Few people would have realised what was to come when the first Australian team, selected following the 1934 National Carnival in Brisbane and led by captain Ethel McCarthy, defeated Victoria in a game marking the city of Melbourne’s centenary in 1934.
It wouldn’t be until four years later that the Australian team would play international netball, then known as women’s basketball, for the first time against New Zealand, in Melbourne on 20 August 1938.
Without knowing, those in attendance at the All Australian Carnival, later known as the National Netball Championships, witnessed the origin of what would become one of the most recognisable sports brands in Australia – The Australian Netball Diamonds.
Australia winning the maiden international, defeating New Zealand 40-11, setting the tone for the future of Australian netball.
A year later, an Australian team was selected to tour New Zealand, although with the outbreak of war the tour was abandoned and it was not until 1948 that a tour took place.
Australia by this time was playing a seven-a-side game but New Zealand (until 1956) played nine-a-side, although the seven-a-side game was played on this tour.
Despite a decade between the first international Test and the maiden Tour of New Zealand, Australia continued its winning start to international netball by claiming victories in all three Test matches in Dunedin (27-26), New Plymouth (44-13) and Auckland (44-22).
A new chapter in Australian netball history was written in 1956 when Australian embarked by ship on its maiden voyage to England, the birthplace of netball.
Australia defeating Ceylon 22-12 at St. Bridget’s Convent in Colombo on 11 February 1956 before returning for another match on their return following the Tour of England.
Despite having to adapt to different rules, Australia won 54 of 57 games, including Tests against Scotland (25-7) and England (14-11) at Wembley Stadium before a crowd of more than 5,000.
25 years after Australia’s first international netball match between against New Zealand, Australia won the 1st World Tournament at Chelsea College PE, Eastbourne, England.
Coached by Lorna McConchie and captained by Pat Doherty (nee McCarthy), Australia went through undefeated with ten consecutive victories, including a thrilling 37-36 victory over New Zealand.
Without international netball between the first and second world championships, the defending champions relinquished the crown in 1967 after being defeated on the final day of the tournament 40-34 by New Zealand – only Australia’s second loss to their Tasman rivals in seven Tests.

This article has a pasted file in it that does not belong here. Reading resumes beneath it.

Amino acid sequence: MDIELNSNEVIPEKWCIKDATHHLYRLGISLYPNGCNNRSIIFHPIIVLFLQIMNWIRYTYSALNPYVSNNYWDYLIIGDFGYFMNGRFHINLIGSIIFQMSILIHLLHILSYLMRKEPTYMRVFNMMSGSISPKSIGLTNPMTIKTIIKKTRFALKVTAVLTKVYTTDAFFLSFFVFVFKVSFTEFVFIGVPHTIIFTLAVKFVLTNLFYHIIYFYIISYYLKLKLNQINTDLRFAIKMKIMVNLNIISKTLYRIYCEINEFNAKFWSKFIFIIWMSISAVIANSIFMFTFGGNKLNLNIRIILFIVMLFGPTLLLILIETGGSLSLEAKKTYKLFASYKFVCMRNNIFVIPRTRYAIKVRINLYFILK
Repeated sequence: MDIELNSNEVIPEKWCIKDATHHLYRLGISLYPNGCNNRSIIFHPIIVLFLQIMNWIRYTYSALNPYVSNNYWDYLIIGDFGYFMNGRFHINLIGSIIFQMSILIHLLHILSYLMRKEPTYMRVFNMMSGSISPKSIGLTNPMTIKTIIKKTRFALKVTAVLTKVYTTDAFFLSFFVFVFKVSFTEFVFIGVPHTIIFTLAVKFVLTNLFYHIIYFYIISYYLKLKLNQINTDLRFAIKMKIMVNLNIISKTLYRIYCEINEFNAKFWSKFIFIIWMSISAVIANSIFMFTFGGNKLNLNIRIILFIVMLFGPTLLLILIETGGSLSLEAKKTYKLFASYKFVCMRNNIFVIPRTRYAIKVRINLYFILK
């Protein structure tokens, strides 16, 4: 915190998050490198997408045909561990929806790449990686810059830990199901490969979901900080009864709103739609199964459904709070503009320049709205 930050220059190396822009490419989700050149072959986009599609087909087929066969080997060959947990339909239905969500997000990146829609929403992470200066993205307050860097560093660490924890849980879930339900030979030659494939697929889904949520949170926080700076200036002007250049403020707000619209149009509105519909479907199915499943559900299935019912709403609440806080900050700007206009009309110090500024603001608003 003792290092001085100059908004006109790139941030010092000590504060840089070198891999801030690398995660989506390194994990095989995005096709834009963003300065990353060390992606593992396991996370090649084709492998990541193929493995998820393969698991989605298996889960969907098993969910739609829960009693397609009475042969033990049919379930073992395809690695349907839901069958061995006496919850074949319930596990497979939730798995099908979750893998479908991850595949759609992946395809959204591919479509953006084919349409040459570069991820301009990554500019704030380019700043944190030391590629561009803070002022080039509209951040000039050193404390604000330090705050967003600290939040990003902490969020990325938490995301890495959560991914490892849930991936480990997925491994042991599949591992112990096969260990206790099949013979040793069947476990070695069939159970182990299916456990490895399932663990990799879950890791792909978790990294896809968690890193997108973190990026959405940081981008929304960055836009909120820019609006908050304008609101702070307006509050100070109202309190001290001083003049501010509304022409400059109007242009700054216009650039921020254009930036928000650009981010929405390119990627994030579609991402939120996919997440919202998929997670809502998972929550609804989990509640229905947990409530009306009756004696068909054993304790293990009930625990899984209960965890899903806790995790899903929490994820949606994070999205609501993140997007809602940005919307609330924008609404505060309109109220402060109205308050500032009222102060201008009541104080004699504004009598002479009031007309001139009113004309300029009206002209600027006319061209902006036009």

Australia’s exposure to international netball was limited to the quadrennial World Tournaments until 1978 when the national team departed for its second Tour of England, 22 years after being the first overseas team to tour the United Kingdom.
In 1984, Australia continued its early dominance over New Zealand when the first 21/U national team, the Young Australians, won all three matches on the tour.
Iconic names such as Jean Cowan MBE, Anne Sargeant, Joyce Brown and Deidre Hyland would follow.
The sport has continued flourish internationally since netball was added to the Commonwealth Games in Kuala Lumpur in 1998, after being a demonstration sport at the 1990 Games in Auckland, New Zealand.
Nearly 80 years after the birth of Australian international netball, the team was finally given a name on September 8 2008 when Netball Australia unveiled the Australian Netball Diamonds.
With only 170 green and gold representatives, winning 11 of 13 World Championships and three Commonwealth Games gold medals, the Diamonds continue to strive for excellence both on and off the court.
Netball World Cup Results – Australia
1963, Eastbourne, England – Gold
1967, Perth, Australia – Silver
1971, Kingston, Jamaica – Gold
1975, Auckland, New Zealand – Gold
1979, Port of Spain, Trinidad & Tobago – Gold (joint winners with New Zealand, Trinidad & Tobago)
1983, Singapore City, Singapore – Gold
1987, Glasgow, Scotland – Silver
1991, Sydney, Australia – Gold
1995, Birmingham, England – Gold
1999, Christchurch, New Zealand – Gold
2003, Kingston, Jamaica – Silver
2007, Auckland, New Zealand – Gold
2011, Singapore City, Singapore – Gold
2015, Sydney, Australia – Gold
Commonwealth Games Results – Australia
1998, Kuala Lumpur, Malaysia – Gold
2002, Manchester, England – Gold
2006, Melbourne, Australia – Silver
2010, New Delhi, India – Silver
2014, Glasgow, Scotland – Gold
2018, Gold Coast, Australia – Silver